Chatterbox has always been somewhat baffled by George W. Bush's slogan, "prosperity with a purpose." It sounds so left wing! In his acceptance speech at the Republican convention, Bush complained:
Prosperity can be a tool in our hands--used to build and better our country. Or it can be a drug in our system--dulling our sense of urgency, of empathy, of duty. ... For eight years, the Clinton/Gore administration has coasted through prosperity. And the path of least resistance is always downhill. But America's way is the rising road. This nation is daring and decent and ready for change. Our current president embodied the potential of a generation. So many talents. So much charm. Such great skill. But, in the end, to what end? So much promise, to no great purpose. ...
Now, Chatterbox isn't a complete idiot. He knows that this talk about moral "purpose" is partly a sly way to remind voters that the current president had sex with a White House intern and lied about it under oath. But it's also supposed to convey the broader notion that the government isn't doing enough in this time of material comfort. Yet when Bush starts to describe what it should do, he gets fuzzy--as he must, since even moderate conservatives like Bush don't really favor a more activist federal government. Sometimes Dubya even tries to pass off his tax cut ("a tax cut with a purpose") as a form of government activism!
Conservative writer Dinesh D'Souza has now stepped up to the challenge of explaining what "prosperity with a purpose" is all about. In his soon-to-be-published book, The Virtue of Prosperity:Finding Values in An Age of Techno-Affluence, D'Souza wrestles with the new conservative dissatisfaction with wealth. D'Souza identifies two schools of thought about the current info-tech boom--the "Party of Yeah," consisting of those who celebrate it, and the "Party of Nah," consisting of those who condemn it--and attempts to referee their various disputes. Although D'Souza in the end doesn't really come down on one side or another, his very ambivalence is astonishing.
These were, after all, arguments waged energetically throughout the 1980s, when conservatives like D'Souza (who worked in the Reagan White House) had little regard for them. Does America have too much inequality? Does the celebration of individual wealth subvert the well-being of the broader community? Does technological development damage the environment? Readers of The Nation and Mother Jones, and even more buttoned-down liberal publications like The New Republic and The American Prospect and The Washington Monthly, are familiar with these questions, but this is virgin territory for D'Souza's constituency, which reads The Weekly Standard and Human Events and National Review. D'Souza argues strenuously that there has long been a conservative critique about the excesses of capitalism, and that's true--liberals spent much of the 1980s urging conservatives to remember it--but anti-materialist conservatism certainly hasn't been much in evidence during the past, say, 30 years.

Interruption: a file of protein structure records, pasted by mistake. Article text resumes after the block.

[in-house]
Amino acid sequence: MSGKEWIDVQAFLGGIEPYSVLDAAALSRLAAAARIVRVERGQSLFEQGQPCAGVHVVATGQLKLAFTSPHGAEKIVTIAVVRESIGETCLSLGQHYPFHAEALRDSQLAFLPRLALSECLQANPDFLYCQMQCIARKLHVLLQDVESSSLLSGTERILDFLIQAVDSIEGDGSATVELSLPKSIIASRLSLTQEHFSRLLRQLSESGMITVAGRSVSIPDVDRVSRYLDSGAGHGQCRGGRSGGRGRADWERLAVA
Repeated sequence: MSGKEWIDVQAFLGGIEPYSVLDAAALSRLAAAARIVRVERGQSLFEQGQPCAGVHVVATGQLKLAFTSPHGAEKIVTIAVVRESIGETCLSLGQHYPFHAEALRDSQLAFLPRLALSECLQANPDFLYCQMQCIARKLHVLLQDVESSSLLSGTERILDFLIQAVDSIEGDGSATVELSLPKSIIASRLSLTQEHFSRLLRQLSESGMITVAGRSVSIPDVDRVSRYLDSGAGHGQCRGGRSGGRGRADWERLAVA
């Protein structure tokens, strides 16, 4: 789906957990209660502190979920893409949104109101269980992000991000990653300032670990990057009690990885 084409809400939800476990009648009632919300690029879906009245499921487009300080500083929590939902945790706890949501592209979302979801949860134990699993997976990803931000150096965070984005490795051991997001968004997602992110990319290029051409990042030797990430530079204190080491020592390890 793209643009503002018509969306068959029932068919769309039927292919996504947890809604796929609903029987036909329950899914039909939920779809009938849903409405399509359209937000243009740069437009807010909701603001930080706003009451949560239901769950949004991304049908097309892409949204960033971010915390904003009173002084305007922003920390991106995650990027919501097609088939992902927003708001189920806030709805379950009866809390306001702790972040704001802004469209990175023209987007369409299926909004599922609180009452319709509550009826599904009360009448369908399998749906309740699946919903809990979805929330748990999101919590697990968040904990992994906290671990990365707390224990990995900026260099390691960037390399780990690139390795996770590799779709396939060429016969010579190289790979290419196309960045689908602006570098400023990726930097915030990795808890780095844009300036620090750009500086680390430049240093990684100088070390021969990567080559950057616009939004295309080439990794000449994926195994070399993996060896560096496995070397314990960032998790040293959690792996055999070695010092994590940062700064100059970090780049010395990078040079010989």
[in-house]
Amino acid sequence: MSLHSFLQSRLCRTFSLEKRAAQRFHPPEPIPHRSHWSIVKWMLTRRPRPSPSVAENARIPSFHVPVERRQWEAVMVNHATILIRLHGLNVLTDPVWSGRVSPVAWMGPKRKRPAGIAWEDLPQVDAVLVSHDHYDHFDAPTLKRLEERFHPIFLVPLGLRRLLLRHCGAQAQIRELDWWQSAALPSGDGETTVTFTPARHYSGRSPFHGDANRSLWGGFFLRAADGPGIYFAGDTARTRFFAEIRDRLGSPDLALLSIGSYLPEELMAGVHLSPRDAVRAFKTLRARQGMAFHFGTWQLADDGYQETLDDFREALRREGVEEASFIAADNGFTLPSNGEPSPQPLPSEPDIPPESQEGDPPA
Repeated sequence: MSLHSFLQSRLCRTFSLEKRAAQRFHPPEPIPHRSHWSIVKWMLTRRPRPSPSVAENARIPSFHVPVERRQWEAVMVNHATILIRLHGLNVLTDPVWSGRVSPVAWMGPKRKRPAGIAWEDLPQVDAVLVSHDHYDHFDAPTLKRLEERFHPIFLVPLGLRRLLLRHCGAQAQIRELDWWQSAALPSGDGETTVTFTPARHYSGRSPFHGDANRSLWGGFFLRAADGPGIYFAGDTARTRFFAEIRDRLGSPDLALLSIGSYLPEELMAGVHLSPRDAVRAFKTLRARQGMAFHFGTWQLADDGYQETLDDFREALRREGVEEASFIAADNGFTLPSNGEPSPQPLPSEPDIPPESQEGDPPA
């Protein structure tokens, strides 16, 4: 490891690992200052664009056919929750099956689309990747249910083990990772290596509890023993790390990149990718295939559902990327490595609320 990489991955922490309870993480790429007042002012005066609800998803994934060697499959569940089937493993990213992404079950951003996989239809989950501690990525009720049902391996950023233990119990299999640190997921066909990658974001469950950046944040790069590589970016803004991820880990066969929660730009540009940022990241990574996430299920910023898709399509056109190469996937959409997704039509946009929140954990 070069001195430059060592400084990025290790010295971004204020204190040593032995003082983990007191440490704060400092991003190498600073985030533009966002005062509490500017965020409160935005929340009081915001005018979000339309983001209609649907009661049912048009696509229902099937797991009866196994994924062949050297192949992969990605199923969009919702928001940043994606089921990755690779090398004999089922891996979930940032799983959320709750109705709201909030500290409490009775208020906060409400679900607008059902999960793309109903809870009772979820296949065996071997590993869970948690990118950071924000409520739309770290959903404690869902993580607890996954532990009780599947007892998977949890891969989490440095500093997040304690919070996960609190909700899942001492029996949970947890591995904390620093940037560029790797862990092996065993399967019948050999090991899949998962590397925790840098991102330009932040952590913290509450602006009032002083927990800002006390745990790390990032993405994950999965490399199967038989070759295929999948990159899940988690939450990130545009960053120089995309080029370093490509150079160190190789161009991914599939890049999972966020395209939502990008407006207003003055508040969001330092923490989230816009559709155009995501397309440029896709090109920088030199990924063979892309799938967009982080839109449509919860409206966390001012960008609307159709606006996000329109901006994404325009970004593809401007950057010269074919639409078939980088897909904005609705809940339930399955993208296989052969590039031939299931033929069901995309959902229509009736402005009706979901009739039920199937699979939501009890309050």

Reading D'Souza's intelligent but rather aimless book, Chatterbox is reminded why: It's incredibly difficult to pull off. Like Bush, D'Souza can't bring himself to advocate much action by the federal government to address the moral purposelessness of today's flush era. Redistribution of wealth is, of course, abhorrent to him. (In one of the book's more contentious passages, D'Souza argues against using the government even to guarantee "equality of opportunity" because it would "undo the benefits that my wife and I have labored so hard to provide" to his 5-year-old daughter.) So what are we supposed to do about America's purposeless prosperity? Nothing! No, that isn't right. We're supposed to fret noisily about it until George W. Bush is elected president. When that happens, we're supposed to forget all about the conservative spiritual crisis and revert to worshipping the almighty dollar.